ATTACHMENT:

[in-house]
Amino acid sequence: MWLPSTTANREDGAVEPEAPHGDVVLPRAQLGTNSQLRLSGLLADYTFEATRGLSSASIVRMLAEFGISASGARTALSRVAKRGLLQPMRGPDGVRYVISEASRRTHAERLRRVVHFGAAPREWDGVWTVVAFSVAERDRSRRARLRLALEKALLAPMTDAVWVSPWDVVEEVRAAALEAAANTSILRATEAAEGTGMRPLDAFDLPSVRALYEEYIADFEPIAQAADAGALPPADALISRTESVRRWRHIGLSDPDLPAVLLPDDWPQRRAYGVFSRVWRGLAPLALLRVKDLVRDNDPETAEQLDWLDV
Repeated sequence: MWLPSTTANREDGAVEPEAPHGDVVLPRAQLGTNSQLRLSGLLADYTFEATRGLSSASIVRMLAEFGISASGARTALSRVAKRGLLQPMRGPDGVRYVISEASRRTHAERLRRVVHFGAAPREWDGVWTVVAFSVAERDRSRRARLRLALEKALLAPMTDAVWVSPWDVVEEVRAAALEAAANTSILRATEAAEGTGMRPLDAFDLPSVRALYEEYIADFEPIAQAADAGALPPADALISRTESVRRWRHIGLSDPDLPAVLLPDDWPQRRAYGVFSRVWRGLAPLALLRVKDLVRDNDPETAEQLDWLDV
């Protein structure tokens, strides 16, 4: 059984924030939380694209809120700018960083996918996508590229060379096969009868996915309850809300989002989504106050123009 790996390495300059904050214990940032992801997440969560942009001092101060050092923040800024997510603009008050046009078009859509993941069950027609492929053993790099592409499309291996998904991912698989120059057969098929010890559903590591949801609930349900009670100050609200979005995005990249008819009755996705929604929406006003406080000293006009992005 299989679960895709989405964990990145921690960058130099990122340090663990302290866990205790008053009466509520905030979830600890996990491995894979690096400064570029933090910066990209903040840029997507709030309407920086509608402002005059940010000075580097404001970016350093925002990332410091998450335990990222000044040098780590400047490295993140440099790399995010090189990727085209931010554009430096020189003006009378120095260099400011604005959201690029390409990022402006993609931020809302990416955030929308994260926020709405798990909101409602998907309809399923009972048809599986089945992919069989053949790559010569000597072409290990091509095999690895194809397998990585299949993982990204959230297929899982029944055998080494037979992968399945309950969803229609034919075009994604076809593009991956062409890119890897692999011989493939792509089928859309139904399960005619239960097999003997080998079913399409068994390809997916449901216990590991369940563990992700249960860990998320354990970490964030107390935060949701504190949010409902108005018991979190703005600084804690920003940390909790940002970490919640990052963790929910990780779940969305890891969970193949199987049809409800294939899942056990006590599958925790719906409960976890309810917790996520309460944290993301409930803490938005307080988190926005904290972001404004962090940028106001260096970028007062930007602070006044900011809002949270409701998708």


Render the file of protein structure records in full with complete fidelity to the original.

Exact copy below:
[in-house]
Amino acid sequence: MWLPSTTANREDGAVEPEAPHGDVVLPRAQLGTNSQLRLSGLLADYTFEATRGLSSASIVRMLAEFGISASGARTALSRVAKRGLLQPMRGPDGVRYVISEASRRTHAERLRRVVHFGAAPREWDGVWTVVAFSVAERDRSRRARLRLALEKALLAPMTDAVWVSPWDVVEEVRAAALEAAANTSILRATEAAEGTGMRPLDAFDLPSVRALYEEYIADFEPIAQAADAGALPPADALISRTESVRRWRHIGLSDPDLPAVLLPDDWPQRRAYGVFSRVWRGLAPLALLRVKDLVRDNDPETAEQLDWLDV
Repeated sequence: MWLPSTTANREDGAVEPEAPHGDVVLPRAQLGTNSQLRLSGLLADYTFEATRGLSSASIVRMLAEFGISASGARTALSRVAKRGLLQPMRGPDGVRYVISEASRRTHAERLRRVVHFGAAPREWDGVWTVVAFSVAERDRSRRARLRLALEKALLAPMTDAVWVSPWDVVEEVRAAALEAAANTSILRATEAAEGTGMRPLDAFDLPSVRALYEEYIADFEPIAQAADAGALPPADALISRTESVRRWRHIGLSDPDLPAVLLPDDWPQRRAYGVFSRVWRGLAPLALLRVKDLVRDNDPETAEQLDWLDV
């Protein structure tokens, strides 16, 4: 059984924030939380694209809120700018960083996918996508590229060379096969009868996915309850809300989002989504106050123009 790996390495300059904050214990940032992801997440969560942009001092101060050092923040800024997510603009008050046009078009859509993941069950027609492929053993790099592409499309291996998904991912698989120059057969098929010890559903590591949801609930349900009670100050609200979005995005990249008819009755996705929604929406006003406080000293006009992005 299989679960895709989405964990990145921690960058130099990122340090663990302290866990205790008053009466509520905030979830600890996990491995894979690096400064570029933090910066990209903040840029997507709030309407920086509608402002005059940010000075580097404001970016350093925002990332410091998450335990990222000044040098780590400047490295993140440099790399995010090189990727085209931010554009430096020189003006009378120095260099400011604005959201690029390409990022402006993609931020809302990416955030929308994260926020709405798990909101409602998907309809399923009972048809599986089945992919069989053949790559010569000597072409290990091509095999690895194809397998990585299949993982990204959230297929899982029944055998080494037979992968399945309950969803229609034919075009994604076809593009991956062409890119890897692999011989493939792509089928859309139904399960005619239960097999003997080998079913399409068994390809997916449901216990590991369940563990992700249960860990998320354990970490964030107390935060949701504190949010409902108005018991979190703005600084804690920003940390909790940002970490919640990052963790929910990780779940969305890891969970193949199987049809409800294939899942056990006590599958925790719906409960976890309810917790996520309460944290993301409930803490938005307080988190926005904290972001404004962090940028106001260096970028007062930007602070006044900011809002949270409701998708």